The man looks around. The air is thick and heavy and damp and smells of sickness. He feels heavy too, like the air–heavy but weightless. He looks down at himself and shakes his head. He’s become so used to this habit that it’s now some sort of conditioned reflex–to look at himself and shake his head.
He looks himself over again, and a wistful sigh squeezes through his clenched mouth. It’s not a long time before he time travels back to a period before this disease swallowed him and wrung the life out of him like a thick cloth after washing– vibrant, energetic, with huge arms that looked like pillars. A time of wine and roses and farm work and women. There’s a slight numbness in his left knee that suddenly forces his mind to fast-forward to the present and he is still stuck here by the sheep market, doomed to have the pool as his eternal neighbour. He’s been here for two years shy of four decades, watching days fade into nights and nights into days.
He’d lost all of his strength when he became sick. Hope is now as useful to him at this moment as a horse to a drowning soldier. He has come to make flies and fleas his closest friends. One look at him and your day is ruined. Today, like every other day, he’s seated here, waiting for what he isn’t sure of. There was not much to do except sit. Sit and watch, and wait.
He yawns and looks around. You cannot say he’s bored. Somebody that has been in the same spot for almost 40 years! Please, what is boredom? There are familiar faces; of the same people he sees every day, eyes liquid with hope, waiting for an angel.
He stretches on his mat in listless resignation. He’ll never be well again for sure. His legs are dead wood and haven’t been of much use over the years for each time he’s tried to get up and into the pool. He’s always needed help. And for ages now, none has come.
He looks around yet again (this is probably the only work he only ever does!) at the other impotent folk scattered around the pool – even then, he’s still worse off.
For a fraction of a moment his thoughts wander to the frenzy that always follows each time the angel comes and messes with the water: pushing, shoving, upending. To the frustrated sighs and expressions of grimace of those who don’t make it after everything.
If there were some sort of award for “longest serving member” or something, he’d have no competition. He’s been here long enough to know every single face, behavior, every single item and their positions in this Bethesda that he’s been forced to call home, and even where every last leaf has fallen. So it is no surprise that he feels something about the air change when some young man walks in. He’s never seen this one before so he quirks his brow warily. He’s not a relative of anyone here and he looks ordinary enough.
The stranger is walking towards him and with every step, the air is a little lighter.
Could he be one of those unfortunate lowlifes who come around to steal from poor sick people? Or could help be finally approaching at long last?
It’s almost that time of the week when the angel comes around.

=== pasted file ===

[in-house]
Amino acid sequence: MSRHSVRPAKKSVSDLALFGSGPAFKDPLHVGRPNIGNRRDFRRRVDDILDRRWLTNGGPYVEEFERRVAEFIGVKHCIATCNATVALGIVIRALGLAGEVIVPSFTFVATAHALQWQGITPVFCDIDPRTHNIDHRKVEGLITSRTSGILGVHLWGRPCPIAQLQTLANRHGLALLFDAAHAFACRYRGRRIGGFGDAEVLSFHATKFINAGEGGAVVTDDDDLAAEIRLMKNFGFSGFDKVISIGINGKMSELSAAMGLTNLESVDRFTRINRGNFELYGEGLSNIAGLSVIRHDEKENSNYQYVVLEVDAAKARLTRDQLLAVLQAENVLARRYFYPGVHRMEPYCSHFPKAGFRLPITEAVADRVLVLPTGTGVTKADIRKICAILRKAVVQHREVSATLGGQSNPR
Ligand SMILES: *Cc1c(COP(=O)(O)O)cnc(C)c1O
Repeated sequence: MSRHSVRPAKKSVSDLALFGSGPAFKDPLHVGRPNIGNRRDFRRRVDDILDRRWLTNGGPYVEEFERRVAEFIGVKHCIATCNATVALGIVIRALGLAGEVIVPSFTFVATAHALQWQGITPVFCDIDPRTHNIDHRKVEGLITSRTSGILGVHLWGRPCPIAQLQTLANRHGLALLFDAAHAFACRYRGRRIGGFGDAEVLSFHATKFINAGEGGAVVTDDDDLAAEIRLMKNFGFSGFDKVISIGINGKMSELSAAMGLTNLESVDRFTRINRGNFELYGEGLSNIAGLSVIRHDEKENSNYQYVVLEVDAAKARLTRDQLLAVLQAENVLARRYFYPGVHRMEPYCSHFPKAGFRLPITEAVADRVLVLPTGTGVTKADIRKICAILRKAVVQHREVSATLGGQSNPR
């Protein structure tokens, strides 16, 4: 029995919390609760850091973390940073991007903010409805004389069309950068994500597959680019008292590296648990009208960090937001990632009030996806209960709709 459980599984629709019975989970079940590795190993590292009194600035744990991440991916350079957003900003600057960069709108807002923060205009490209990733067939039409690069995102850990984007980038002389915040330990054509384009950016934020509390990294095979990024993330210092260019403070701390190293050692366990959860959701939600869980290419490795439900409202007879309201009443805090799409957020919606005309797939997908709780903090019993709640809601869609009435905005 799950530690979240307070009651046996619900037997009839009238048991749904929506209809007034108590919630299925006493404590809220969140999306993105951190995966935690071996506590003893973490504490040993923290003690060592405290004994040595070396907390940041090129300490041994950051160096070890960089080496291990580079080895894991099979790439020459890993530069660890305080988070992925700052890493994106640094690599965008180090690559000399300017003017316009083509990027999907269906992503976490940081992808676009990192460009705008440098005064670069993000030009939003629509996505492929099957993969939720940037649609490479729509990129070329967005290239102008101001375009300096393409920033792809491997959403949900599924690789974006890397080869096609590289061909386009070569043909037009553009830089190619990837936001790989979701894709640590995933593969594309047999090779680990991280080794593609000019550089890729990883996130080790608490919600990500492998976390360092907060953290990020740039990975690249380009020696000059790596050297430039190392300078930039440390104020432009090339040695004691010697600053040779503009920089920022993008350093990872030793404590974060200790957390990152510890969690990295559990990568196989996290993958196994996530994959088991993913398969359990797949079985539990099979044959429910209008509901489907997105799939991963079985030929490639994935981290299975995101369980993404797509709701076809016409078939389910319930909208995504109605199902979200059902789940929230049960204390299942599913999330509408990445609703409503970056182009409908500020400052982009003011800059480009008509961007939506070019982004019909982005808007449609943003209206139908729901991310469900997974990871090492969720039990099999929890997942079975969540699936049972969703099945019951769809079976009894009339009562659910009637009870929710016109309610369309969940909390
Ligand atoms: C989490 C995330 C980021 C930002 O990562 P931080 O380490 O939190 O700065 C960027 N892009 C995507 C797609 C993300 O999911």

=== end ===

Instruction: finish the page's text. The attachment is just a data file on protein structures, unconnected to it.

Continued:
Perhaps, I should beg this stranger to stick around and help me into the water at the next coming of the angel. Hope makes the man lightheaded and a little woozy.
“Wilt thou be made whole?” The stranger asks dryly jerking the man back to reality.
Oh great, one of those clowns! He reaches protectively for his begging bowl.
For a moment, he is confused. What kind of question is this one now? Okay this one has come here to mock him? Two deep breaths. The leper decides he’s going to have to play this one cool. One thing he’s learnt is to never be rude to anyone, not even unserious people. And not especially as this man might just be the one to give him that much-awaited shove. Just a bit of begging might soften his heart. Can’t be wasting opportunity anyhow.
“Sir, I have no man, when the water is troubled, to put me into the pool: but while I am coming, another stepped down before me.” He makes sure his reply is polite, which is difficult as the words are barely squeezing through his teeth.
His chest is a site of explosions and his heart percussion against his ribs. He can almost hear the sound of the blood gushing through his veins. Unknown to him, it is He, who sent the angel, who made the water, that has come by Himself.
“Rise, take up thy bed, and walk,” The stranger’s voice is so soft his lips barely move.
For a few seconds, everything around the pool careens to a stop. You can even hear a pin drop.
“Rise, take up thy bed, and walk,”
“My God! Some people play too m—”
WAIT A MINUTE! Is it the ridiculousness of what this clown just said?
Or is it strength that just rushed into his dead feet?
Is he feeling things? Is he hearing things?
He wants to ask the stranger to repeat himself, just to be sure he heard correctly.
OK wait first let me just close my eyes and open them to be sure I’m not finally going crazy last last…
Rise, take up thy bed, and walk.
The words keep ringing in his ears.
He reckons he’s heard a lot of really ridiculous things in this life but this one is different. He looks himself over one final time, rolls out of his mat, then glares at the stranger. This better not be a prank! He wobbles a bit, steadies himself, inhales, takes a step, then two….
He stops, looks back at the stranger. Pause. Then breaks into a run, dancing and praising.